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High-back Windsor armchair

Probably Delaware



41-1/4 in x 26 in x 25-3/4 in


Tulip poplar (seat), walnut (arms), unidentified hardwoods

Credit Line

Historic Odessa Foundation, The David Wilson Mansion, Inc.

Accession Number



According to an early accession record, a now very faded paper label on the underside of the seat reads, “Made after the chair / my father Daniel Corbit / used in his office / Odessa / M.C. Warner.”

Condition Notes

See “Comment” text.


Ex coll. Mrs. E. Tatnall (Mary Corbit) Warner.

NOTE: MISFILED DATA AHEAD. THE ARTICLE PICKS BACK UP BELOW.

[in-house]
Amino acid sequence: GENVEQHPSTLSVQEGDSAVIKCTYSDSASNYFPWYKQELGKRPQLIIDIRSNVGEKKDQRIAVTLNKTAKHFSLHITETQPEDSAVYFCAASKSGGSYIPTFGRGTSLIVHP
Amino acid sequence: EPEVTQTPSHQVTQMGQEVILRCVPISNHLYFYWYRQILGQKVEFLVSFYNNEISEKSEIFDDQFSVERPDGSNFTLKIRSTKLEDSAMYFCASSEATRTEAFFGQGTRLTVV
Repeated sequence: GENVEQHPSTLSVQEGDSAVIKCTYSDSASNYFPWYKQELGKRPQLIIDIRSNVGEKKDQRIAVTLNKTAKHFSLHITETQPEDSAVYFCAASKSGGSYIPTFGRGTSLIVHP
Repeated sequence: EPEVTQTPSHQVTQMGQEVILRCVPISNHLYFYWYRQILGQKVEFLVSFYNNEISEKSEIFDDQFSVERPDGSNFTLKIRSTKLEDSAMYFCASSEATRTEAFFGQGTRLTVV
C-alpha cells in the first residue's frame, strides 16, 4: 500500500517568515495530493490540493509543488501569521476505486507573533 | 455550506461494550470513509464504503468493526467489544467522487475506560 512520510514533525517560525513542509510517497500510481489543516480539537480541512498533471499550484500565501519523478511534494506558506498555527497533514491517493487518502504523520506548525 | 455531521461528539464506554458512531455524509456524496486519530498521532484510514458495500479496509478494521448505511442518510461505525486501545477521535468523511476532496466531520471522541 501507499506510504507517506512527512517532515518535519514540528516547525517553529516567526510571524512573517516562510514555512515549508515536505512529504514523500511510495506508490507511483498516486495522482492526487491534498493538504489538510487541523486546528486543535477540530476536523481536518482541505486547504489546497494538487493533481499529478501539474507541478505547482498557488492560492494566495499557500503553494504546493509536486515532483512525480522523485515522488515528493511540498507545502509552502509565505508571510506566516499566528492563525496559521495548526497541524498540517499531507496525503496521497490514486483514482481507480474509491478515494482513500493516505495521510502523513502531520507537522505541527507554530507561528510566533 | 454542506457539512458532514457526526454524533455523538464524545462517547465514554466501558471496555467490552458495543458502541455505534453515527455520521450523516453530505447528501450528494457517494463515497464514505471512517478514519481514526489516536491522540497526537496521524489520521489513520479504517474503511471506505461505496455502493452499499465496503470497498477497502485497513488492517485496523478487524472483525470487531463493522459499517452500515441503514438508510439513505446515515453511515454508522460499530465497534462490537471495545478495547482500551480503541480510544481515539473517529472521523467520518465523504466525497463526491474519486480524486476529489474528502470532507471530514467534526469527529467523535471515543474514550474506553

This high-back Windsor armchair displays many physical characteristics that separate it from similar chairs made in the 18th century.  Aside from the turning profiles of the stretchers, which have no 18th-century counterparts, the chair has only a light spindle underneath the handholds where it should have a more substantial and decoratively turned arm support.  The tops of the handholds are carved with shell-like rays—an anomaly in Windsor chairmaking, and the arms and handholds are not shaped properly, and the seams separating the arm-bow parts show that they are not made in the customary fashion. The crest rail is thicker than 18th century examples, and the volute ears are too deeply carved.  Last, the two wedges driven into the tops of the legs are crossed, as often done on sawn bench seats, rather than set in parallel as usual in Windsor chairs.  The chair has brown paint over a salmon base.  The brown paint has delaminated in many places.